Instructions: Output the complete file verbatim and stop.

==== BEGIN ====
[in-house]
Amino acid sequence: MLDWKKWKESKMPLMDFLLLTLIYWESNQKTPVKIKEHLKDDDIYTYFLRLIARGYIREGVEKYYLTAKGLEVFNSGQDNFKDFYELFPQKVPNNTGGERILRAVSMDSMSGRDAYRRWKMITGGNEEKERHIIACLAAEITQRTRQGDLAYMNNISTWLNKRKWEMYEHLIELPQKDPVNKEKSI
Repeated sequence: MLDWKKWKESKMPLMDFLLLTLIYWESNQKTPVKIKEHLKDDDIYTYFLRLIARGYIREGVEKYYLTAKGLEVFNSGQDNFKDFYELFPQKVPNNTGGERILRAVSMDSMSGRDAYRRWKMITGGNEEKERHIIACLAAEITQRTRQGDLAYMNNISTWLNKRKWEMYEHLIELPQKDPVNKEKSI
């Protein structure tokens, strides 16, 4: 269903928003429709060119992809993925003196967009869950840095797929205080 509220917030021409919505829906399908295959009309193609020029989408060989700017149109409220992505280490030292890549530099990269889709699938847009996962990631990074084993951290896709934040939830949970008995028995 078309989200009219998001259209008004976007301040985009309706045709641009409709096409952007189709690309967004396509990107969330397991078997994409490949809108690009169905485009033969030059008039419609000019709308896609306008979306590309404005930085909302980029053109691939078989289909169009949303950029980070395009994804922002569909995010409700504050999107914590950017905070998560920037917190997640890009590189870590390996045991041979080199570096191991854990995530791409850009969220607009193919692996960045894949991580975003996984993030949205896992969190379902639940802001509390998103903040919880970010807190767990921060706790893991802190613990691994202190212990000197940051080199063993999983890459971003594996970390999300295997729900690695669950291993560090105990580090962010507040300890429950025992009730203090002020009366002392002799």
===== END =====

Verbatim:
[in-house]
Amino acid sequence: MLDWKKWKESKMPLMDFLLLTLIYWESNQKTPVKIKEHLKDDDIYTYFLRLIARGYIREGVEKYYLTAKGLEVFNSGQDNFKDFYELFPQKVPNNTGGERILRAVSMDSMSGRDAYRRWKMITGGNEEKERHIIACLAAEITQRTRQGDLAYMNNISTWLNKRKWEMYEHLIELPQKDPVNKEKSI
Repeated sequence: MLDWKKWKESKMPLMDFLLLTLIYWESNQKTPVKIKEHLKDDDIYTYFLRLIARGYIREGVEKYYLTAKGLEVFNSGQDNFKDFYELFPQKVPNNTGGERILRAVSMDSMSGRDAYRRWKMITGGNEEKERHIIACLAAEITQRTRQGDLAYMNNISTWLNKRKWEMYEHLIELPQKDPVNKEKSI
């Protein structure tokens, strides 16, 4: 269903928003429709060119992809993925003196967009869950840095797929205080 509220917030021409919505829906399908295959009309193609020029989408060989700017149109409220992505280490030292890549530099990269889709699938847009996962990631990074084993951290896709934040939830949970008995028995 078309989200009219998001259209008004976007301040985009309706045709641009409709096409952007189709690309967004396509990107969330397991078997994409490949809108690009169905485009033969030059008039419609000019709308896609306008979306590309404005930085909302980029053109691939078989289909169009949303950029980070395009994804922002569909995010409700504050999107914590950017905070998560920037917190997640890009590189870590390996045991041979080199570096191991854990995530791409850009969220607009193919692996960045894949991580975003996984993030949205896992969190379902639940802001509390998103903040919880970010807190767990921060706790893991802190613990691994202190212990000197940051080199063993999983890459971003594996970390999300295997729900690695669950291993560090105990580090962010507040300890429950025992009730203090002020009366002392002799």